The Co-op staggers from disaster to disaster. It lost control of the Co-op Bank after the bank’s chair, the Rev Paul Flowers, was exposed as incompetent and accused of allegedly taking drugs.
Then the group chief executive, Euan Sutherland, and an independent director, ex-Labour minister Lord Myners, both resigned. They left complaining about the resistance of the elected representatives on the board to their efforts to turn the Co-op into a normal business. The Financial Times snootily noted that the board includes “a plasterer and a nurse”.
The conflict arises from the very nature of the Co-op. It originated from a movement that represented the efforts of groups of working people to create islands of order and decency amid the competitive chaos of Victorian Britain.
Robert Owen, the originator of the cooperative principle in the early 19th century, sought to apply it in production.
He believed that producers’ cooperatives would be both fairer and more efficient than capitalist firms and that they would gradually spread till a classless communist society was established.
In practice, co-ops were most successful in distribution—setting up cooperatively run shops where working-class people wouldn’t be cheated—and in finance, through the creation of credit unions where workers could pool their savings.
Here lay the origins of the modern group, which has 90,000 employees and 450 shops.
But it is still a movement, with eight million members, and about 80 member societies. Their representatives choose 15 out of the 21 members of the group’s board. There is also a Cooperative Party affiliated to Labour that sponsors 32 MPs.
The “Rochdale principles” that govern the Co-op state: “Co-operatives are democratic organisations controlled by their members, who actively participate in setting their policies and making decisions.” Nothing could be more alien to how a capitalist firm works.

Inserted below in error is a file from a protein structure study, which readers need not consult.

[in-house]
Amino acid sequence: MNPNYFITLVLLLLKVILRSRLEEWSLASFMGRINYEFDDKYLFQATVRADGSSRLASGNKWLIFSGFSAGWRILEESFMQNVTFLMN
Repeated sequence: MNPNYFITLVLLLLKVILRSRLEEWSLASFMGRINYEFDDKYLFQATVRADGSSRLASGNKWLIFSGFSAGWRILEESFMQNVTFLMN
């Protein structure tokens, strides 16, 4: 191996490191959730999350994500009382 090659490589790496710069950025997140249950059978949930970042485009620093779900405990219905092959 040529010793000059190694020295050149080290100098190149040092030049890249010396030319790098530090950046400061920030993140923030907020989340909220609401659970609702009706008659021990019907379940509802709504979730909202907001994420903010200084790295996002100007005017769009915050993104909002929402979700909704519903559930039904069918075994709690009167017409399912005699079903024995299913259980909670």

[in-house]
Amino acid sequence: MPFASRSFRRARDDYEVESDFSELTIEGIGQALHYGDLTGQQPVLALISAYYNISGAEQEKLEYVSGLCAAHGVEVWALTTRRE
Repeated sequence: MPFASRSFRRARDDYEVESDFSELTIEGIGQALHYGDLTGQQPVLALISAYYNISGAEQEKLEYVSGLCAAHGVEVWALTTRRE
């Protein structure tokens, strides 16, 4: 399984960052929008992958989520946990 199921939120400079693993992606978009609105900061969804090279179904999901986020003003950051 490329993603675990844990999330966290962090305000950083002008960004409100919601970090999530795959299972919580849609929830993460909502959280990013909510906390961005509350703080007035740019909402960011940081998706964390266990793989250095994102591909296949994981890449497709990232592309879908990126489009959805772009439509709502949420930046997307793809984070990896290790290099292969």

Karl Marx and Frederick Engels admired Owen and praised the producers’ cooperatives of their day for showing that communally run production was superior to capitalism.
But as Marx wrote in Capital, “they naturally reproduce in all cases, in their present organisation, all the defects of the existing system.”
The crucial problem is that co-ops may be cooperatively and democratically run, but they seek to succeed on the capitalist market. This means that they are governed by the logic of competition.
There is tremendous pressure to internalise this logic, which replaces democracy with hierarchy. The anarchist economist Michael Albert pointed out that a co-op is most brutally tested when it gets into trouble and must lay workers off.
The temptation will be to hire a manager who demands greater power and pay as a reward for doing the dirty work.
We see this logic exactly at work in the Co-op. During the bubble years before the 2007-8 crash the bank began to imitate its rivals and expand dangerously. Because it survived the crash, the top executives became even more ambitious and tried to buy (with the Treasury’s encouragement, according to Flowers) 632 Lloyds Bank branches.
In the end the Co-op Bank itself had to be rescued, with its creditors, mainly hedge funds, taking 70 percent of the shares. Last week it emerged that the bank’s new chief executive, Niall Booker, is set to receive £4.6 million for his first 18 months in the job—four times what his predecessor was paid.
This is despite the fact that the bank recently discovered it needed £400 million—in addition to the £1.2 billion already put in—to cover losses.
Now the fight is on to force the main Co-op Group, which is expected to announce losses of £2 billion or more this week, also fully to embrace the logic of capital. The Financial Times is leading the campaign, describing the Co-op as “caught in a time warp” and sneering at “Keystone co-ops”.
Whatever the Co-op’s faults, these demands are absurd. It is being asked to assimilate to the “professional” form of business organisation prevailing among the banks whose blind greed nearly blew the world economy up five years ago, and whose employees have been caught committing multiple scams.
In comparison to the giants of Wall Street and the City, Rev Flowers is a mere amateur bungler.